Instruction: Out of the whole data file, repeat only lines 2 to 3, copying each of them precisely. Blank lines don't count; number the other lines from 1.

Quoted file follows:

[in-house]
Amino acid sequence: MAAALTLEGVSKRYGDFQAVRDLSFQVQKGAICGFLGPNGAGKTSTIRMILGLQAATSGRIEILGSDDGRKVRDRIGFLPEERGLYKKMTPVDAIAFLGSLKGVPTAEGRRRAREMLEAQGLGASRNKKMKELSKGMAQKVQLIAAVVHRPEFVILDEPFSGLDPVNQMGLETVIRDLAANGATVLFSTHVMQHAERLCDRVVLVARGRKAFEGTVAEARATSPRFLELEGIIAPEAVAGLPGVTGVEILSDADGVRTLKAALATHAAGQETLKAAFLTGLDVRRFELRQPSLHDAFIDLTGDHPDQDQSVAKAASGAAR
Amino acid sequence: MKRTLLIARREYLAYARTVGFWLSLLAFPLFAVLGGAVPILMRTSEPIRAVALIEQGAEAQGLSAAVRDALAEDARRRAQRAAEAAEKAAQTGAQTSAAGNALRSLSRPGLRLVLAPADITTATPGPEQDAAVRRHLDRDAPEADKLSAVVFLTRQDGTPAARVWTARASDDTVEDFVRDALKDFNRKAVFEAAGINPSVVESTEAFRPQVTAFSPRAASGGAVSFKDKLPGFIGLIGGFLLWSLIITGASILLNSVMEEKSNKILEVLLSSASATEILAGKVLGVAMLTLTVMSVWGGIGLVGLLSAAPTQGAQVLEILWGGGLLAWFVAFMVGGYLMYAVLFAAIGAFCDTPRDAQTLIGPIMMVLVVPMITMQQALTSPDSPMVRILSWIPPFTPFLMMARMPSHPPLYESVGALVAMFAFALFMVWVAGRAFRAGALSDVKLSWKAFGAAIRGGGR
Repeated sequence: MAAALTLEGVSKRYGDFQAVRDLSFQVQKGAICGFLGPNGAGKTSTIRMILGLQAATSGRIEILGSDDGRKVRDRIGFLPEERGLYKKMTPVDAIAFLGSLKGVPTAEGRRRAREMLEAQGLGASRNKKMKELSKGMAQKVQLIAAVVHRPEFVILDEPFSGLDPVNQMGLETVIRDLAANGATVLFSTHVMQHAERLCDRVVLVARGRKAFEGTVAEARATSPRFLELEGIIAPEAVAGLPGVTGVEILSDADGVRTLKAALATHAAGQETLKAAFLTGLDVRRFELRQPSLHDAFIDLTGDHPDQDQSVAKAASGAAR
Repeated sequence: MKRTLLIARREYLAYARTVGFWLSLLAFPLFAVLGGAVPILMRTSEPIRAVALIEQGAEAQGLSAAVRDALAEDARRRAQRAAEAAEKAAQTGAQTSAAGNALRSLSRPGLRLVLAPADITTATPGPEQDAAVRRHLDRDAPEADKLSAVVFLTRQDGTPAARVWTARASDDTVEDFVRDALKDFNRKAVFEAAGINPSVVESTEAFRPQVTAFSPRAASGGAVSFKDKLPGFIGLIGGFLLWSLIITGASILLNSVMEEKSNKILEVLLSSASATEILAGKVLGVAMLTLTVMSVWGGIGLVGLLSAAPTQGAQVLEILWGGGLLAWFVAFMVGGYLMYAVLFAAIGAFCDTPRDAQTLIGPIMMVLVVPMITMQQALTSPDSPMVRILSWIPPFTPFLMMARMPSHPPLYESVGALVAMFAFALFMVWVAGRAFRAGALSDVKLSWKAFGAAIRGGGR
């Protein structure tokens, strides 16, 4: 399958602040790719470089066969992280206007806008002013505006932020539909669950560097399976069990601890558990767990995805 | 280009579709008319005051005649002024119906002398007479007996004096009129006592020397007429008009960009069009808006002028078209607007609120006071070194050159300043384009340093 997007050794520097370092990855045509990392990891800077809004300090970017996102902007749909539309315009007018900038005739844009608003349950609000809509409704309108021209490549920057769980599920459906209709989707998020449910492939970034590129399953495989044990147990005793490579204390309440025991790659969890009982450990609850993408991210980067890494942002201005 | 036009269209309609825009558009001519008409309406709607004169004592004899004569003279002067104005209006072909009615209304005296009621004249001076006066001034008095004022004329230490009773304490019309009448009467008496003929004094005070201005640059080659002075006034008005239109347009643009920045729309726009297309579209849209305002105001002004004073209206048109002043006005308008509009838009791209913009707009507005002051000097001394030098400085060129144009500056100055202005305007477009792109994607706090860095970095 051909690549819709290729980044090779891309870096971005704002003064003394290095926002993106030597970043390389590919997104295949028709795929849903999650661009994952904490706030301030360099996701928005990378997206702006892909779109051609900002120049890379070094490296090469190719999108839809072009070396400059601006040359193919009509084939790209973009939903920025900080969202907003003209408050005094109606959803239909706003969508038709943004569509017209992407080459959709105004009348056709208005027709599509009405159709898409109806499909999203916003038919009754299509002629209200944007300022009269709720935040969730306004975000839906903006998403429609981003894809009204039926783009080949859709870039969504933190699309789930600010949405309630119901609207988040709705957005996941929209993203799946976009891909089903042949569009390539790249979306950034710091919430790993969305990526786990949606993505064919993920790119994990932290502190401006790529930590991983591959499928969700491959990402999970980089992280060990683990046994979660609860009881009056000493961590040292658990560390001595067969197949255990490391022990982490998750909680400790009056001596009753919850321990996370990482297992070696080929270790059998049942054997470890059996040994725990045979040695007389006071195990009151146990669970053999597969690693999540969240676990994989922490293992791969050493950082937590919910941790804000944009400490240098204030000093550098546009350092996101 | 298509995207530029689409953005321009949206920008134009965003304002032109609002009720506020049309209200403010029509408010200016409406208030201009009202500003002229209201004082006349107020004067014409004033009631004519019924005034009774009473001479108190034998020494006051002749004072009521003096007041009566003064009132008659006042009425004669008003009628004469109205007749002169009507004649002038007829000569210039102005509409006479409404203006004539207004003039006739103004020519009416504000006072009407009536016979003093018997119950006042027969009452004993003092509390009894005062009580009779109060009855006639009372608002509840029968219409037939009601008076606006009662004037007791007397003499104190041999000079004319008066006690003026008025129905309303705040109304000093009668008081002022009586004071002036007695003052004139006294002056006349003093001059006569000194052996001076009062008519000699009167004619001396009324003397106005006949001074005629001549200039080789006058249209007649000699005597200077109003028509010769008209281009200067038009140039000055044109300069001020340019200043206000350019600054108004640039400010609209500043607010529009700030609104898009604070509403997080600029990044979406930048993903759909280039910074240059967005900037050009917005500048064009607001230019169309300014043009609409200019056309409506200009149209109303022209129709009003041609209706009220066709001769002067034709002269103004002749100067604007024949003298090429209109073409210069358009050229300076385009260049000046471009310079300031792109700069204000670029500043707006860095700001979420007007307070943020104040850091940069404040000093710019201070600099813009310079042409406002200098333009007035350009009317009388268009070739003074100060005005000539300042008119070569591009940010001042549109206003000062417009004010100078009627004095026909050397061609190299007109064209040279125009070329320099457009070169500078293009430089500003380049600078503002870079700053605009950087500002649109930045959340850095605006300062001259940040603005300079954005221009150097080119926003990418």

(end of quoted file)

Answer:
Amino acid sequence: MAAALTLEGVSKRYGDFQAVRDLSFQVQKGAICGFLGPNGAGKTSTIRMILGLQAATSGRIEILGSDDGRKVRDRIGFLPEERGLYKKMTPVDAIAFLGSLKGVPTAEGRRRAREMLEAQGLGASRNKKMKELSKGMAQKVQLIAAVVHRPEFVILDEPFSGLDPVNQMGLETVIRDLAANGATVLFSTHVMQHAERLCDRVVLVARGRKAFEGTVAEARATSPRFLELEGIIAPEAVAGLPGVTGVEILSDADGVRTLKAALATHAAGQETLKAAFLTGLDVRRFELRQPSLHDAFIDLTGDHPDQDQSVAKAASGAAR
Amino acid sequence: MKRTLLIARREYLAYARTVGFWLSLLAFPLFAVLGGAVPILMRTSEPIRAVALIEQGAEAQGLSAAVRDALAEDARRRAQRAAEAAEKAAQTGAQTSAAGNALRSLSRPGLRLVLAPADITTATPGPEQDAAVRRHLDRDAPEADKLSAVVFLTRQDGTPAARVWTARASDDTVEDFVRDALKDFNRKAVFEAAGINPSVVESTEAFRPQVTAFSPRAASGGAVSFKDKLPGFIGLIGGFLLWSLIITGASILLNSVMEEKSNKILEVLLSSASATEILAGKVLGVAMLTLTVMSVWGGIGLVGLLSAAPTQGAQVLEILWGGGLLAWFVAFMVGGYLMYAVLFAAIGAFCDTPRDAQTLIGPIMMVLVVPMITMQQALTSPDSPMVRILSWIPPFTPFLMMARMPSHPPLYESVGALVAMFAFALFMVWVAGRAFRAGALSDVKLSWKAFGAAIRGGGR